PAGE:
On a cold winter’s day, late in the afternoon, I am trying to persuade Asad to come along to emotional resilience training, called ‘Face Up’. The training is taking place in the Wealdstone Resource Centre, a community hub hosting a youth centre, medical centre and library. The centre is a few metres from where we are standing, but persuading Asad to take the few steps needed to reach the centre is proving difficult.
What does emotional resilience mean for a young man of Harrow? How useful a concept is it for those young people that are, at the very least, just on the right side of the law.
As I mentioned, it is cold and I know that Asad has been standing on this street corner since the morning. He is here a lot of the time, to make money (I don’t ask how at this stage), to meet friends and to spend time. As the cold gets the better of me, I wonder who is the more resilient of the two of us.
Like a number of his friends, Asad is a new migrant. His family are from Somalia and he, alongside his family, emigrated to the UK in recent years. Similarly, his peers are from other new migrant communities – Iraq and Eastern Europe. It is apparent that war and conflict has touched a number of their young lives.
Harrow is home now though. Asad is very much part of the environment I meet him in. The familiarity of shop keepers, police officers – all known on a first name basis – and his peers. This is his community. His life is played out within quite defined boundaries – along the high street between the betting shop, the barbers and the chicken shop.
He has a court appearance some time next week and he is currently on a tag. He talks of avoiding police officers, court dates and tags with much humour and little anxiety. Even stabbings and violence are brushed aside without much evident concern. When I ask him if he is worried or scared, he shakes his head.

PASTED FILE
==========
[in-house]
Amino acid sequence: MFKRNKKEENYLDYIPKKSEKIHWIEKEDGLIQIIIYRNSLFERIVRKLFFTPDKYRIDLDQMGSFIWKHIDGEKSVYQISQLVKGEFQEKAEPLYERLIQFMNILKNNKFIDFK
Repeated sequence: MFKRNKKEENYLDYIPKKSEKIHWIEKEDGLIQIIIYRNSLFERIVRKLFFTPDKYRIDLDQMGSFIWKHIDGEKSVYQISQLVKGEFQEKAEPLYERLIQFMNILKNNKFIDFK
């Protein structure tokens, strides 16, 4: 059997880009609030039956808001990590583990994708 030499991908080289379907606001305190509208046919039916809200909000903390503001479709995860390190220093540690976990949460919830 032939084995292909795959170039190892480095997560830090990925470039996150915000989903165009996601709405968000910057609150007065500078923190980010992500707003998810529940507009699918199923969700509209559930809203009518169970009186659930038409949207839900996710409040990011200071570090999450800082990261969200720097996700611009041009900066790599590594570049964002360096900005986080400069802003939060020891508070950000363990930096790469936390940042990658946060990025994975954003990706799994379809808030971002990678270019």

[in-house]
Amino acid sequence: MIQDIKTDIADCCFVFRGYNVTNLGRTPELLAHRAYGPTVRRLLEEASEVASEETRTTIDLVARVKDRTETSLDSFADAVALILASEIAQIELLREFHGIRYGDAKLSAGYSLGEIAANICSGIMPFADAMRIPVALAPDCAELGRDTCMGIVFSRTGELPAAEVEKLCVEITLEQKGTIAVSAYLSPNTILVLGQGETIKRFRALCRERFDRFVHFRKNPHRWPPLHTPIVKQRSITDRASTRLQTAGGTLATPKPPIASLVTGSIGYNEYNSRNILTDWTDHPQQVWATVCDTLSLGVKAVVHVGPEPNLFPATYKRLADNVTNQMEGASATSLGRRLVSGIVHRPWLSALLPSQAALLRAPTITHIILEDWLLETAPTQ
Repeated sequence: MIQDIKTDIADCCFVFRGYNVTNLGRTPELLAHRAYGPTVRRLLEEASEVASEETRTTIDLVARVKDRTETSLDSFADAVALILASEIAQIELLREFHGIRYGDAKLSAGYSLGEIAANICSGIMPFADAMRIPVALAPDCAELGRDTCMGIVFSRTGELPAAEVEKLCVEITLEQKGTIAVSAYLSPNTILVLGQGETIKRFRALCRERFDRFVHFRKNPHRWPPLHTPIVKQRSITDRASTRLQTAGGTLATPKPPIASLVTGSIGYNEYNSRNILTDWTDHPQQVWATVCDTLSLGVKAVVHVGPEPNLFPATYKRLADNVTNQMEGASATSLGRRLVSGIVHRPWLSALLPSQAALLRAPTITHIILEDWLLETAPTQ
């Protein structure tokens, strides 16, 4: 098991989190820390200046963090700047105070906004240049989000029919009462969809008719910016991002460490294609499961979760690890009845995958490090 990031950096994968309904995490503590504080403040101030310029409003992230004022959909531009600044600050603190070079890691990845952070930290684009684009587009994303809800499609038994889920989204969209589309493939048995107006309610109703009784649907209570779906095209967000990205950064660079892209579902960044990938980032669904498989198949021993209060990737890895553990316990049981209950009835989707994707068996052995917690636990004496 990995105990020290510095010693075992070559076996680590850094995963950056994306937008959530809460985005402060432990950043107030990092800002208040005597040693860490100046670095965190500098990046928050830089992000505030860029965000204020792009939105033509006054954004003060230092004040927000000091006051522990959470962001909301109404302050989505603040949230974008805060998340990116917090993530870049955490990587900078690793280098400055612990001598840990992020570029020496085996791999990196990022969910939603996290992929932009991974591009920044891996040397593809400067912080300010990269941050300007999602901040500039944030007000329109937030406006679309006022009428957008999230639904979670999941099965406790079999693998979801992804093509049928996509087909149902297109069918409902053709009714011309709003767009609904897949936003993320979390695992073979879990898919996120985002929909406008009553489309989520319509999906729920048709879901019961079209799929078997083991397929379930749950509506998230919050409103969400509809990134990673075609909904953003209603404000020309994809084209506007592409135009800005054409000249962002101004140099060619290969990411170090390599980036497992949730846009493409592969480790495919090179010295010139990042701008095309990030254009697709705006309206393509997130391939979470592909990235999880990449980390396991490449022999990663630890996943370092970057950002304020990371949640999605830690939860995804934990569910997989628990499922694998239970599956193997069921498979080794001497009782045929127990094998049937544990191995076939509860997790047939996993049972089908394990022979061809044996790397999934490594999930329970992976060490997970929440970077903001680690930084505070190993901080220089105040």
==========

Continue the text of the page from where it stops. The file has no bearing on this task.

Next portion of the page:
But it is obvious he is anxious. His eyes never settle on one object for long and are watchful of everything that is happening around him, a characteristic that all his peers have.
Much work has been done to tailor the emotional resilience programme to the needs of the young men. Talking to Harrow local agencies, observations on the street and conversations with the young people themselves have contributed to our work in making ‘Face Up’, a programme that responds to the needs of the young people.
In talking to a film maker, who was helping us with the project, many of the young men were rehearsed in the choices they had made. Their answers focus on what they see as the obvious logic of their choices: Everyone needs to make money, this is one way of doing it, the world rewards the strong and the opportunist, and this is their way of seeking such rewards.
In trying to persuade the young man to come along to an emotional resilience course, there was offer of food (a big draw), film making and music production. In addressing the question of emotional resilience, we emphasised that this was a project designed for them, young men of Harrow, those that had found themselves in trouble with the law, or found home life or life in general difficult. The emotional resilience course would help them to face up to issues that they were experiencing and this was an opportunity to reflect on their life.
But ultimately, we were relying on some recognition that they wanted to change. In talking about their future, one young man aspired to have children, a wife and a house. Modest aspirations, but aspirations that the emotional resilience training sought to tap into.
The training provided a space for the young men to step out of their roles and do something different. To reflect on how it is important to have a ‘real you’ and a ‘borrowed you’ – a self that conforms to the group as well as a private self, but to continue to recognize the private self. To have resilience by taking the poor hand you may have been dealt and to make it strong in order to achieve your aspirations, however modest.